Former military ruler, Muhammadu Buhari, made history after defeating the incumbent, Goodluck Jonathan, to become the first opposition candidate to win a presidential election in Nigeria.
According to the BBC, Buhari won by a margin of about two million votes.
The former military ruler managed to win more than 25% of votes in 24 states, meaning he avoided the possibility of a run-off with Mr Jonathan.
He dominated the country’s north-western states, which have suffered most from attacks by Islamist militant group Boko Haram.
In Borno state, one of the worst-affected by Islamist violence, Gen Buhari won 94% of the vote.
It is the fourth time that Gen Buhari, 72, has sought the presidency.
He ruled Nigeria from January 1984 until August 1985, taking charge after a military coup in December 1983.
Goodluck had led Nigeria since 2010, initially as acting leader before winning elections in 2011.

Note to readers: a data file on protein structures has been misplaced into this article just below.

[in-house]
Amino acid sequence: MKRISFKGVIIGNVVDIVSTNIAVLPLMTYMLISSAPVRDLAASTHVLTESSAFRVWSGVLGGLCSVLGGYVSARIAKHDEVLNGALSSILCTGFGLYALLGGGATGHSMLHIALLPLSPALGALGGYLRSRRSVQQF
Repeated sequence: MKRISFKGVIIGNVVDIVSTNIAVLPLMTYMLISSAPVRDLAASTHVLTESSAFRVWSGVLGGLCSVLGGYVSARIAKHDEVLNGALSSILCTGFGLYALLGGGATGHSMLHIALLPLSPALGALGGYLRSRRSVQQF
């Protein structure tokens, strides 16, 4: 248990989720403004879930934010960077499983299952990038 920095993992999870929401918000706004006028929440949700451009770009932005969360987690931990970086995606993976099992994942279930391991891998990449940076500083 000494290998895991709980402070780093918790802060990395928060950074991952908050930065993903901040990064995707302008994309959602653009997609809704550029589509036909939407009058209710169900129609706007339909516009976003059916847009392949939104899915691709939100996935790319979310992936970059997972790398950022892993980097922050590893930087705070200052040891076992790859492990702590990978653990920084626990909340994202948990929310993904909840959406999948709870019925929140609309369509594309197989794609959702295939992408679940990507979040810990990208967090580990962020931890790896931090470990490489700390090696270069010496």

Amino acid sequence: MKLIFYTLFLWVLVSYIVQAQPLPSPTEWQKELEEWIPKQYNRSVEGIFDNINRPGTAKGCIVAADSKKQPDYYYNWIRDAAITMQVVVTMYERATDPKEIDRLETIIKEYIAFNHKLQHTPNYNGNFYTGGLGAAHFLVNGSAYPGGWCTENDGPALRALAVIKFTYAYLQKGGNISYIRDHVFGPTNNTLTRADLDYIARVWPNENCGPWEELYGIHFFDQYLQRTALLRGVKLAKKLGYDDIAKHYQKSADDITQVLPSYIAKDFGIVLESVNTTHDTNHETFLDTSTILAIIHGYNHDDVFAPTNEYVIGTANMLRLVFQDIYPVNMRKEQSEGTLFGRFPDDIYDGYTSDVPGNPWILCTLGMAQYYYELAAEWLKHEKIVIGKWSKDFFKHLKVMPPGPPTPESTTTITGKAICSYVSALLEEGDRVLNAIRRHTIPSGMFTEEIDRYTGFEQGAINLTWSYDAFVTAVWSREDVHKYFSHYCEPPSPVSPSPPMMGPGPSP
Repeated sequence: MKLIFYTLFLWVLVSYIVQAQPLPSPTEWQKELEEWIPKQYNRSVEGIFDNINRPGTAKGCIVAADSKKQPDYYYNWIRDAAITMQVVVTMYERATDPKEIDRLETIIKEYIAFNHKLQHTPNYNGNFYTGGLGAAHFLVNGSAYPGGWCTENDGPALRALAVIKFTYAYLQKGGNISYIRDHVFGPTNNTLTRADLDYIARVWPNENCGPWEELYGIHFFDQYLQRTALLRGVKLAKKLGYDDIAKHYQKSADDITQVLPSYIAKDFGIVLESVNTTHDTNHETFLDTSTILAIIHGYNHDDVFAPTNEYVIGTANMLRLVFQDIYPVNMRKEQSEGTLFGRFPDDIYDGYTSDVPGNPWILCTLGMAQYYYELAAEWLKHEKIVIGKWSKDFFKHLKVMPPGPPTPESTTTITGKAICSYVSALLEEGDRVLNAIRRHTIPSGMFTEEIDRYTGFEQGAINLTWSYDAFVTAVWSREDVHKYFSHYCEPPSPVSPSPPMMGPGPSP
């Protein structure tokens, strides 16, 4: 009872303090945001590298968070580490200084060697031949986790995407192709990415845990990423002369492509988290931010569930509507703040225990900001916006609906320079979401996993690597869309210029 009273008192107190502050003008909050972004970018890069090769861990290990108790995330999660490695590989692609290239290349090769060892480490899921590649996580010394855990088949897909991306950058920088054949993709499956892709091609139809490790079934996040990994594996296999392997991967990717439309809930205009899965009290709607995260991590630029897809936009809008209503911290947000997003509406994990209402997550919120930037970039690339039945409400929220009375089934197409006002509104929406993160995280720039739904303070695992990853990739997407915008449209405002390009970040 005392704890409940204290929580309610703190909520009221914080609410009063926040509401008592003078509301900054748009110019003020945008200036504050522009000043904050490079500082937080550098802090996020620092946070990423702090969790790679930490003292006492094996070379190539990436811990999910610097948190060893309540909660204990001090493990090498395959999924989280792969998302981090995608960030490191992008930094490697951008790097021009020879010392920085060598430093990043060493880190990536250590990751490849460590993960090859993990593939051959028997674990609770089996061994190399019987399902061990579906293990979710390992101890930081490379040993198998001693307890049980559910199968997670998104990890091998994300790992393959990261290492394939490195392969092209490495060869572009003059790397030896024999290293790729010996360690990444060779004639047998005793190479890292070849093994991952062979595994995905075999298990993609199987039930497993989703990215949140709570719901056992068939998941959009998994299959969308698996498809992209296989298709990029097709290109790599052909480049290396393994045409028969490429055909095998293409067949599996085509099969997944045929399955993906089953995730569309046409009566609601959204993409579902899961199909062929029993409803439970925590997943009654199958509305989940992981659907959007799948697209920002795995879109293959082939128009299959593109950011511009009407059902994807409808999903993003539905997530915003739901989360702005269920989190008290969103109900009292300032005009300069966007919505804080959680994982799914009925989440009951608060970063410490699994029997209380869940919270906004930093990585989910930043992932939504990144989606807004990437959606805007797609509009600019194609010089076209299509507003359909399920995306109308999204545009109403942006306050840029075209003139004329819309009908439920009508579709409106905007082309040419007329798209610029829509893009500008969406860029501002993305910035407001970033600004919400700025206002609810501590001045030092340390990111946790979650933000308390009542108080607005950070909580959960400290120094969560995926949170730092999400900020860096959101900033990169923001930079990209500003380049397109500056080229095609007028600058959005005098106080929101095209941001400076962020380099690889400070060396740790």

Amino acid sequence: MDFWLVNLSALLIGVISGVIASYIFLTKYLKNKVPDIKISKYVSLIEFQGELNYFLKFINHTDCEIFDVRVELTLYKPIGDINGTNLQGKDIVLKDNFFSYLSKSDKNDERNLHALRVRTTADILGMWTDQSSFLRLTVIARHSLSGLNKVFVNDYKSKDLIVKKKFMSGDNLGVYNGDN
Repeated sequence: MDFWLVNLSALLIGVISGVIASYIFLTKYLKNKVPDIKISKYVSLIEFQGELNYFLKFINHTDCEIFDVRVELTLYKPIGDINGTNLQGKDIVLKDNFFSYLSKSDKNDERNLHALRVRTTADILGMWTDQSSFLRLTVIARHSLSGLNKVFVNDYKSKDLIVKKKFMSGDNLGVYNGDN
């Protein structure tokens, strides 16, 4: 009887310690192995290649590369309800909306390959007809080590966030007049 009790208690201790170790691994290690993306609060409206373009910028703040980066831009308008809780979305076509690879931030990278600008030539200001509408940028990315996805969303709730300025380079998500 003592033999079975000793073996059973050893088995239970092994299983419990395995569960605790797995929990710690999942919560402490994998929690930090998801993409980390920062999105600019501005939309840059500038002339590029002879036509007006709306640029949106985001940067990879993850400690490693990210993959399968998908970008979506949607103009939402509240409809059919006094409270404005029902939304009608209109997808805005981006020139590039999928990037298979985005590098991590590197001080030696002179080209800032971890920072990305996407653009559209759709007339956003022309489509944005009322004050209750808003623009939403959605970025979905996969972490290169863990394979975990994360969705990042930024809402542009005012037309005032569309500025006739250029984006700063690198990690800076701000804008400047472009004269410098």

Nigeria has suffered from several attacks by the Islamist militant group Boko Haram, which has killed thousands of people in its drive to establish an Islamic state.
Goodluck has already conceded defeat and telephoned Gen Buhari, 72, to congratulate him and concede defeat.
“I promised the country free and fair elections. I have kept my word,” Jonathan said in a statement.
He said he had conveyed his “best wishes” to Buhari, and urged “those who may feel aggrieved to follow due process… in seeking redress”.
A spokesman for Gen Buhari’s All Progressives Congress (APC) party praised Jonathan, saying: “He will remain a hero for this move. The tension will go down dramatically.”
Gen Buhari’s supporters took to the streets in APC strongholds, including the northern cities of Kano and Kaduna, to sing and dance in celebration.
Gen Buhari’s victory is a hugely significant moment in Nigeria’s turbulent history.
Never before has a sitting president been defeated in an election.
Since independence from Britain in 1960, there have been numerous coups and most elections have been rigged.
The APC issued a statement after the result was announced, calling for “calm, sober celebrations” and warning supporters not to attack opponents.
“He or she is not with me, whoever does that,” the new president said.